It’s not exactly a secret that Cleveland’s roads are in rough shape right now. The city’s streets are pockmarked with potholes of all shapes and sizes, most of them enormous. The Scene recently parodied the issue, writing
After driving into a massive pothole at Clifton Boulevard and West 117th Street last week, Lakewood resident Harold Dreifer has now begun to live there. He tells Scene, “There was just nowhere else to go. It was a long fall down here; I decided that I may as well set up shop.”
While the City claims that this year has been relatively average, it does seem to be admitting it has been overwhelmed by the problem, as evinced by the fact that it is paying a private “pothole killer” $225 per hour to patch city streets. I have no doubt that I had to repair two flat tires last week in large part because of the fact that driving down my street is like driving down a Connect Four board lain on its side.
Obviously much of this road quality issue stems from this year’s relatively brutal winter. January’s polar vortexes gave way to Cleveland’s 5th coldest February since 1964. This winter has produced 10 days with temperatures below 0°F, the most in three decades, and 66 days with at least a trace of snow (through February 28). The persistent cold and snow, followed by continual freeze-thaw cycles, provides prime conditions for potholes. It weakens the pavement, leads to continued plowing, and prevents road crews from repairing potholes in timely manner.
But other factors beyond the weather have conspired to create this problem. Since taking office in 2011, Governor Kasich has balanced the state budget on the backs of local governments. Over the past four years (two biennial budget cycles), the State of Ohio has pilfered roughly $1 billion from the Local Government Fund, the primary pool of state tax revenues available to municipalities. The 2012-2013 state budget alone cost the city of Cleveland $45 million in foregone tax revenues that could fund vital city services.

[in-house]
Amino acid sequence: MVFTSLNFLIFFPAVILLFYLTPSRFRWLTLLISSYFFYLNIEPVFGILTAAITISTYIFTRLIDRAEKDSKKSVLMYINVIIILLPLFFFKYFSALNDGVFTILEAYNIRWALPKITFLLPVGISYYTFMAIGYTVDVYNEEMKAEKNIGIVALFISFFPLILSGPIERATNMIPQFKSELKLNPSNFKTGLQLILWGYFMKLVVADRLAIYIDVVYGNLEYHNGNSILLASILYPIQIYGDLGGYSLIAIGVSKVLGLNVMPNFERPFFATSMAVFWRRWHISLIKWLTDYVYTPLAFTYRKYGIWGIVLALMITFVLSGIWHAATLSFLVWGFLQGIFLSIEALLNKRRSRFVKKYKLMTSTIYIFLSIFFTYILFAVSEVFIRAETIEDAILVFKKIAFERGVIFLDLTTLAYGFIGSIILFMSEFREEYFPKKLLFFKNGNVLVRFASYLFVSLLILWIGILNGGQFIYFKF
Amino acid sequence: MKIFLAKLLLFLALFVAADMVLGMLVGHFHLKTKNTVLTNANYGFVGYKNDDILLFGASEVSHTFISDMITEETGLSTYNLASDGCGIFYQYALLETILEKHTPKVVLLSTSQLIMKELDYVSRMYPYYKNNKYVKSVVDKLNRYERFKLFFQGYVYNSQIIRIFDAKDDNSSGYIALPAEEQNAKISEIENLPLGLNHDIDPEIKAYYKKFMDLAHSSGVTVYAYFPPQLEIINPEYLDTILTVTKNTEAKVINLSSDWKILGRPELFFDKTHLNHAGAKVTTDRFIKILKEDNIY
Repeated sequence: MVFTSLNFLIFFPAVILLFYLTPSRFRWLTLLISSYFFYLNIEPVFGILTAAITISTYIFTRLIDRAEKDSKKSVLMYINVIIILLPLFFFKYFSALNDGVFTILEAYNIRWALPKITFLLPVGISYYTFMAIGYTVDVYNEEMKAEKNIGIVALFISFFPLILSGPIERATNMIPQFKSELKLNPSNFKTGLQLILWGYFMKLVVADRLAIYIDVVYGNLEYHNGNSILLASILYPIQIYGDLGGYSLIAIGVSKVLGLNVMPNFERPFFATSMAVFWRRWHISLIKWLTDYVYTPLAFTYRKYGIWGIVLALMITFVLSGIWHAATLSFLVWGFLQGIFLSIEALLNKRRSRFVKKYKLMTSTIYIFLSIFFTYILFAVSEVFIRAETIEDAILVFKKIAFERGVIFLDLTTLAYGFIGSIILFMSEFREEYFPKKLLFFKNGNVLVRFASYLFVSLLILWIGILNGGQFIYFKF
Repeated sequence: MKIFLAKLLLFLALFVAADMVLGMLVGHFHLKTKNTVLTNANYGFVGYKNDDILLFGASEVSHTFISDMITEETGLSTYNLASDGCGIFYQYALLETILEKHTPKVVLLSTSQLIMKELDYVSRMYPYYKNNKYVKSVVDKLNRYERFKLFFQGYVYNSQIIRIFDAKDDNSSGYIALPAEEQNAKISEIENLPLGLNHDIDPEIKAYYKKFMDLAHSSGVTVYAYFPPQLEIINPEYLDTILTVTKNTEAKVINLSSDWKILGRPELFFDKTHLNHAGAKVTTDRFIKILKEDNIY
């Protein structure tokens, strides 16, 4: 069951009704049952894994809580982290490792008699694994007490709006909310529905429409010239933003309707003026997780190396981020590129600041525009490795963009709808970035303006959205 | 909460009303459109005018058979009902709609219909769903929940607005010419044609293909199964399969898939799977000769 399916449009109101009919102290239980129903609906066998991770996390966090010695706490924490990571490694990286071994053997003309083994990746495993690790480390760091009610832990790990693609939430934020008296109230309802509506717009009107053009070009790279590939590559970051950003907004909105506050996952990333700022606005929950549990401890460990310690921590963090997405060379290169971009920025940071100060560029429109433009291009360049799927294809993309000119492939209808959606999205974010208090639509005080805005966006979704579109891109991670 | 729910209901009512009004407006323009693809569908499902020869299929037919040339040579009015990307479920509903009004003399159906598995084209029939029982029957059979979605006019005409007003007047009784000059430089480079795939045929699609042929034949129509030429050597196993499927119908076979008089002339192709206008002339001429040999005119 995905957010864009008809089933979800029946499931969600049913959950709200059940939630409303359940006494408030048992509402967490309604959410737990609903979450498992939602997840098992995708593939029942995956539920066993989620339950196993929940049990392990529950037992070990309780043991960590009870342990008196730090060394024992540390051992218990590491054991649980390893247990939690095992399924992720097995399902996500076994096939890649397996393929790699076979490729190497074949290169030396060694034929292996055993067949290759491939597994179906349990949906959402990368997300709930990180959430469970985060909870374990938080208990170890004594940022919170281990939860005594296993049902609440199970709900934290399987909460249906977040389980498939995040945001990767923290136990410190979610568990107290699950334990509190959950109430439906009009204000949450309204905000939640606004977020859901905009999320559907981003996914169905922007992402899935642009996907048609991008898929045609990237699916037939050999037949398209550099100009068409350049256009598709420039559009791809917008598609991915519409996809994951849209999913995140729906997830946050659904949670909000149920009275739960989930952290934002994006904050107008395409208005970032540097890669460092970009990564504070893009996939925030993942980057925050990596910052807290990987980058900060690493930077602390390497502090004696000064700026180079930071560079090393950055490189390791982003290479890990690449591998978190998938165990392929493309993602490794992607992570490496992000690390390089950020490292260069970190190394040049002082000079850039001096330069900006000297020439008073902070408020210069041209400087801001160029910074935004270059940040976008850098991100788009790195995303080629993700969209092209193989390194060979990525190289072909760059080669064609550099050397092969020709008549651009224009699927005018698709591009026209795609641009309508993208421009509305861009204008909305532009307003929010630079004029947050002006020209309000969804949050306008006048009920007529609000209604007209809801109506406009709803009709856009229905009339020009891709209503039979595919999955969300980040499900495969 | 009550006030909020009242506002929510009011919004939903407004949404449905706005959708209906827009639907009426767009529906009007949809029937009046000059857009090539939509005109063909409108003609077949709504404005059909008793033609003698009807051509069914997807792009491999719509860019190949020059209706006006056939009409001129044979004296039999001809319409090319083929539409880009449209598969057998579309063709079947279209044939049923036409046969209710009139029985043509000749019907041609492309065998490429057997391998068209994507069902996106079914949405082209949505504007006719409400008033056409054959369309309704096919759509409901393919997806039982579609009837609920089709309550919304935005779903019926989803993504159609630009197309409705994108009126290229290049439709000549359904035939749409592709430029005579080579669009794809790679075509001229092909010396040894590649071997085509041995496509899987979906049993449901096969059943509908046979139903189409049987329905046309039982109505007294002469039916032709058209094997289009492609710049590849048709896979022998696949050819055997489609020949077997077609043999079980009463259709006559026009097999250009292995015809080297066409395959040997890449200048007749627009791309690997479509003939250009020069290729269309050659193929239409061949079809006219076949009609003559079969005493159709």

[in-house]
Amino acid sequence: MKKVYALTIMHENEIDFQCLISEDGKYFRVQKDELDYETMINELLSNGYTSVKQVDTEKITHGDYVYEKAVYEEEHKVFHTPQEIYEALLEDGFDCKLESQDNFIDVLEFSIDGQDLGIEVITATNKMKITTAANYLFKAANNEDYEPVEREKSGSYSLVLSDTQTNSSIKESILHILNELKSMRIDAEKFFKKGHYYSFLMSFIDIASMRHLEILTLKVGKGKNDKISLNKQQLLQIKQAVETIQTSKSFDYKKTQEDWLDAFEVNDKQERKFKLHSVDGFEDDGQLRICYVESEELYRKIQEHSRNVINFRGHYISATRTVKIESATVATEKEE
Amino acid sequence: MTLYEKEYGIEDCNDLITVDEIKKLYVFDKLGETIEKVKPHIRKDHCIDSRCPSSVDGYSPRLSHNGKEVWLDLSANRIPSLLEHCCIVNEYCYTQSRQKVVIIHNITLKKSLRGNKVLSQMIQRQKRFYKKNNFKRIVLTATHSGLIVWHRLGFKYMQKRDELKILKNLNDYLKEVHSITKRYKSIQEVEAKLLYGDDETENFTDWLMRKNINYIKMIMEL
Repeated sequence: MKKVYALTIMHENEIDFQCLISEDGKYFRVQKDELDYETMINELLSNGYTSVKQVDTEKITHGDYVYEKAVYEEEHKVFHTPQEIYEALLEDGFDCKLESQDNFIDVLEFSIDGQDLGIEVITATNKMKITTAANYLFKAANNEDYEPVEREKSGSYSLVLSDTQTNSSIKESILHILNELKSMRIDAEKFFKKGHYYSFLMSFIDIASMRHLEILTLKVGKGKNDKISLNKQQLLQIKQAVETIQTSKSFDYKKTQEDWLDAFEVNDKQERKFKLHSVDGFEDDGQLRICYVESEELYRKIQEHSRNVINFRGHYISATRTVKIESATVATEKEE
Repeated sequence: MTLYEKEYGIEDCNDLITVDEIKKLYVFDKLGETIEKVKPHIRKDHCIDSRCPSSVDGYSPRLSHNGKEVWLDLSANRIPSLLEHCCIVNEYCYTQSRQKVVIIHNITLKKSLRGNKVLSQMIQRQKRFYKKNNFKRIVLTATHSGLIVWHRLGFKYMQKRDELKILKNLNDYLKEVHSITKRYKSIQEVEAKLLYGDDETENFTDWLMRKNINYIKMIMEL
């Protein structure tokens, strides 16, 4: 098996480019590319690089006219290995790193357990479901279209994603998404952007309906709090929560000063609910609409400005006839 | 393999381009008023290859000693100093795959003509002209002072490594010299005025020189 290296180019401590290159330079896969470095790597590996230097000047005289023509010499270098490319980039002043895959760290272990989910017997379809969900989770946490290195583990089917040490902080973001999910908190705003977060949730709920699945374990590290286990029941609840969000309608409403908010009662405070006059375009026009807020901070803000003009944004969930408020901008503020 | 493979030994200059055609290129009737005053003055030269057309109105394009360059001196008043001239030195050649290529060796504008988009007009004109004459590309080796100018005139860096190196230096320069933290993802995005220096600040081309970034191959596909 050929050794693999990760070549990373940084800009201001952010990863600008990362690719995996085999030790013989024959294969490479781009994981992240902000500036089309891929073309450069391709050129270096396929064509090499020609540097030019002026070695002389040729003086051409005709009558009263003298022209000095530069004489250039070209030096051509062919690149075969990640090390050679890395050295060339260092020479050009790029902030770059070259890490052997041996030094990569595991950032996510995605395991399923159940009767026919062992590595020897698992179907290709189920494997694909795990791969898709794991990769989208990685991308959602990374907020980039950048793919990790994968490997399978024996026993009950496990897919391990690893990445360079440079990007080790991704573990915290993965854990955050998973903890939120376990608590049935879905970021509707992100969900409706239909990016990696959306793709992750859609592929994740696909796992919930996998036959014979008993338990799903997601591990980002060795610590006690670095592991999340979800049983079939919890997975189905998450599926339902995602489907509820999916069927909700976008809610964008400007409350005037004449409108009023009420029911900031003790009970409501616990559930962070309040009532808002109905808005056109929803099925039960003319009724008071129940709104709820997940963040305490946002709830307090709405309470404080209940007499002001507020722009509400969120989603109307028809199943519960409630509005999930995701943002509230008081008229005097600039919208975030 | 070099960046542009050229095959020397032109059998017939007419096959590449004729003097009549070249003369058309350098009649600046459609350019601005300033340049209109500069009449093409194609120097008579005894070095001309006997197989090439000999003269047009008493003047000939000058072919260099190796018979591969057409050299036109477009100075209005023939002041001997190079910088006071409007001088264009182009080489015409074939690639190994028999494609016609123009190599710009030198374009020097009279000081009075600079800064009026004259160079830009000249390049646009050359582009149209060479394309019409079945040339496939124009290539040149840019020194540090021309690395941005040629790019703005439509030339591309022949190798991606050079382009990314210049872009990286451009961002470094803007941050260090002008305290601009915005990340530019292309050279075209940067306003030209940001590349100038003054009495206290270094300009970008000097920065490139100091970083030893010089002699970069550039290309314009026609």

In this era of slashing government revenue to provide tax breaks for the wealthiest Ohioans, it’t not surprising that road maintenance has gotten short shrift. While investing in public infrastructure construction and maintenance can create jobs and generate a wide array of other benefits, it’s also extremely expensive. According to data from a 2008 report by Nicholas Lutsey, maintaining road surface quality, or “strategic management of pavement roughness” in academ-ese, is much less cost effective than other transportation sector options, as shown in the table below.
But incorporating the value from reducing greenhouse gas emissions can change these ratios. According to Ting Wang, John Harvey, and Alissa Kendall, authors of a recent article with the incredibly captivating title “Reducing greenhouse gas emissions through strategic management of highway pavement roughness,” maintaining road quality is an excellent strategy for tackling climate change.
Road maintenance can reduce greenhouse gas (GHG) emissions from the transportation sector because pavement roughness causes vehicles to lose energy as waste heat. As the authors note,
Because an improvement in smoothness immediately affects every vehicle traveling over the pavement, the cumulative effects on GHGs can be substantial in the near term.
According to their research, implementing optimal road maintenance strategies in California could reduce GHG emissions by 0.57-1.38 million metric tons of CO2 equivalent (MMTCO2e) per year in the state. The maximum value is similar to the annual GHG emissions of 300,000 passenger vehicles or, using the State Department’s extremely flawed analysis, the Keystone XL pipeline. Accounting for GHG reductions and total user costs, the cost effectiveness of maintaining pavement quality goes from $416 per ton of CO2 equivalent (tCO2e), a net loss, to -$710 to -$1,610/tCO2e, a major net benefit. Accordingly, incorporating the climate benefits of proper road maintenance can make the practice 2.75-4.9 times more cost effective for governments.
President Obama ordered federal agencies to incorporate climate change into their planning and policy making activities last fall. As this research demonstrates, this approach is a sound one, and municipal governments should follow suit.